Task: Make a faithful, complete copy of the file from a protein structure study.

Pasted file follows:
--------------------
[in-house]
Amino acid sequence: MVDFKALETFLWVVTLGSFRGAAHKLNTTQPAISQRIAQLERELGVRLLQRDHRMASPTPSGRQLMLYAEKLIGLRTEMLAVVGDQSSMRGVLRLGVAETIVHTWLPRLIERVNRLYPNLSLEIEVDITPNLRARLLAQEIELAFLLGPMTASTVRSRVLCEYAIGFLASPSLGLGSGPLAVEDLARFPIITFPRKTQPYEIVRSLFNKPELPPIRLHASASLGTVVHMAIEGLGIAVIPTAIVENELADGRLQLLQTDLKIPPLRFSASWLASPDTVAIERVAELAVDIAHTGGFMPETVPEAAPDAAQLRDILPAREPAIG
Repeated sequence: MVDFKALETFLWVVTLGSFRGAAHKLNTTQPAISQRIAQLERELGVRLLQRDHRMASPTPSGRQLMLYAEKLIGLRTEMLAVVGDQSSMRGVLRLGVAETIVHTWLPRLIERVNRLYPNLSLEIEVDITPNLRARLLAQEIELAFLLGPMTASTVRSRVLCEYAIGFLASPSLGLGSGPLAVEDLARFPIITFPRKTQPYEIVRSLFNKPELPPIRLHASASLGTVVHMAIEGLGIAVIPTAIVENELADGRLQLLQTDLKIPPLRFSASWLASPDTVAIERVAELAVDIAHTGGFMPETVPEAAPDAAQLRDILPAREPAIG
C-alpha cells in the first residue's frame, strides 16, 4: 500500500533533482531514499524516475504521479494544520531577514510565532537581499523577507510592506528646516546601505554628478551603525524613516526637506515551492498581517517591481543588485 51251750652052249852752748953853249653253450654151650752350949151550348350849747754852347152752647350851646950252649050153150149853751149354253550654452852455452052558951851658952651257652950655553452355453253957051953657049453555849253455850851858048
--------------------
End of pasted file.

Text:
[in-house]
Amino acid sequence: MVDFKALETFLWVVTLGSFRGAAHKLNTTQPAISQRIAQLERELGVRLLQRDHRMASPTPSGRQLMLYAEKLIGLRTEMLAVVGDQSSMRGVLRLGVAETIVHTWLPRLIERVNRLYPNLSLEIEVDITPNLRARLLAQEIELAFLLGPMTASTVRSRVLCEYAIGFLASPSLGLGSGPLAVEDLARFPIITFPRKTQPYEIVRSLFNKPELPPIRLHASASLGTVVHMAIEGLGIAVIPTAIVENELADGRLQLLQTDLKIPPLRFSASWLASPDTVAIERVAELAVDIAHTGGFMPETVPEAAPDAAQLRDILPAREPAIG
Repeated sequence: MVDFKALETFLWVVTLGSFRGAAHKLNTTQPAISQRIAQLERELGVRLLQRDHRMASPTPSGRQLMLYAEKLIGLRTEMLAVVGDQSSMRGVLRLGVAETIVHTWLPRLIERVNRLYPNLSLEIEVDITPNLRARLLAQEIELAFLLGPMTASTVRSRVLCEYAIGFLASPSLGLGSGPLAVEDLARFPIITFPRKTQPYEIVRSLFNKPELPPIRLHASASLGTVVHMAIEGLGIAVIPTAIVENELADGRLQLLQTDLKIPPLRFSASWLASPDTVAIERVAELAVDIAHTGGFMPETVPEAAPDAAQLRDILPAREPAIG
C-alpha cells in the first residue's frame, strides 16, 4: 500500500533533482531514499524516475504521479494544520531577514510565532537581499523577507510592506528646516546601505554628478551603525524613516526637506515551492498581517517591481543588485 51251750652052249852752748953853249653253450654151650752350949151550348350849747754852347152752647350851646950252649050153150149853751149354253550654452852455452052558951851658952651257652950655553452355453253957051953657049453555849253455850851858048